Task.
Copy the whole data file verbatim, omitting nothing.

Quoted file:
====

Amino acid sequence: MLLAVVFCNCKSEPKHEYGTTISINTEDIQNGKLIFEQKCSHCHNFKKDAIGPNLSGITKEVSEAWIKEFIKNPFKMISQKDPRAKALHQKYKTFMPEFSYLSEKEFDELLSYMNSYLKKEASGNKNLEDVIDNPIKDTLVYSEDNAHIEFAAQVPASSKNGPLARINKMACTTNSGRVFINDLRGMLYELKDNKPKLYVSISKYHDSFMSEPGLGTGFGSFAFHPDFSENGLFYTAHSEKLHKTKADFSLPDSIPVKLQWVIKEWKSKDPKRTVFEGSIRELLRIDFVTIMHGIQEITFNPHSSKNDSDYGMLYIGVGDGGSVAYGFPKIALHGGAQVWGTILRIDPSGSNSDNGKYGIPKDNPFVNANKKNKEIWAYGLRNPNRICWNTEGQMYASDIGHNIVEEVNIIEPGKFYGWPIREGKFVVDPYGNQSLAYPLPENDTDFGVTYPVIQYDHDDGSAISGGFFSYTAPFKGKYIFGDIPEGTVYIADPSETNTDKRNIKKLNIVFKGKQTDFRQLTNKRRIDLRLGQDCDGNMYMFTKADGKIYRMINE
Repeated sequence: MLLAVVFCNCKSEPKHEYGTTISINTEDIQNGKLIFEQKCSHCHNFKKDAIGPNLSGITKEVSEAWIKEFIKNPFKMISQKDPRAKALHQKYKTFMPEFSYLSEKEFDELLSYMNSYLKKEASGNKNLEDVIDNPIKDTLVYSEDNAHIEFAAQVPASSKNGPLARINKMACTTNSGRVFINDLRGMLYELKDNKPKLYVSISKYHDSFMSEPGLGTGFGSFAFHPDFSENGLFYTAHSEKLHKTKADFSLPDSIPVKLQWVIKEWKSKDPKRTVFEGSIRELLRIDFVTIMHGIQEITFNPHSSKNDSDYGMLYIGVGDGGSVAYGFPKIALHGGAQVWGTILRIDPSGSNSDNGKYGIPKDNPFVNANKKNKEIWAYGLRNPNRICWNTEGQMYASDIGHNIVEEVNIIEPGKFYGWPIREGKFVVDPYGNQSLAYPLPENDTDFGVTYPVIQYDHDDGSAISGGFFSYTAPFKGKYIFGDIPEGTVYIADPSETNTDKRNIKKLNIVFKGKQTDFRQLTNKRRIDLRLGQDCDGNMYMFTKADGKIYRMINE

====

Amino acid sequence: MLLAVVFCNCKSEPKHEYGTTISINTEDIQNGKLIFEQKCSHCHNFKKDAIGPNLSGITKEVSEAWIKEFIKNPFKMISQKDPRAKALHQKYKTFMPEFSYLSEKEFDELLSYMNSYLKKEASGNKNLEDVIDNPIKDTLVYSEDNAHIEFAAQVPASSKNGPLARINKMACTTNSGRVFINDLRGMLYELKDNKPKLYVSISKYHDSFMSEPGLGTGFGSFAFHPDFSENGLFYTAHSEKLHKTKADFSLPDSIPVKLQWVIKEWKSKDPKRTVFEGSIRELLRIDFVTIMHGIQEITFNPHSSKNDSDYGMLYIGVGDGGSVAYGFPKIALHGGAQVWGTILRIDPSGSNSDNGKYGIPKDNPFVNANKKNKEIWAYGLRNPNRICWNTEGQMYASDIGHNIVEEVNIIEPGKFYGWPIREGKFVVDPYGNQSLAYPLPENDTDFGVTYPVIQYDHDDGSAISGGFFSYTAPFKGKYIFGDIPEGTVYIADPSETNTDKRNIKKLNIVFKGKQTDFRQLTNKRRIDLRLGQDCDGNMYMFTKADGKIYRMINE
Repeated sequence: MLLAVVFCNCKSEPKHEYGTTISINTEDIQNGKLIFEQKCSHCHNFKKDAIGPNLSGITKEVSEAWIKEFIKNPFKMISQKDPRAKALHQKYKTFMPEFSYLSEKEFDELLSYMNSYLKKEASGNKNLEDVIDNPIKDTLVYSEDNAHIEFAAQVPASSKNGPLARINKMACTTNSGRVFINDLRGMLYELKDNKPKLYVSISKYHDSFMSEPGLGTGFGSFAFHPDFSENGLFYTAHSEKLHKTKADFSLPDSIPVKLQWVIKEWKSKDPKRTVFEGSIRELLRIDFVTIMHGIQEITFNPHSSKNDSDYGMLYIGVGDGGSVAYGFPKIALHGGAQVWGTILRIDPSGSNSDNGKYGIPKDNPFVNANKKNKEIWAYGLRNPNRICWNTEGQMYASDIGHNIVEEVNIIEPGKFYGWPIREGKFVVDPYGNQSLAYPLPENDTDFGVTYPVIQYDHDDGSAISGGFFSYTAPFKGKYIFGDIPEGTVYIADPSETNTDKRNIKKLNIVFKGKQTDFRQLTNKRRIDLRLGQDCDGNMYMFTKADGKIYRMINE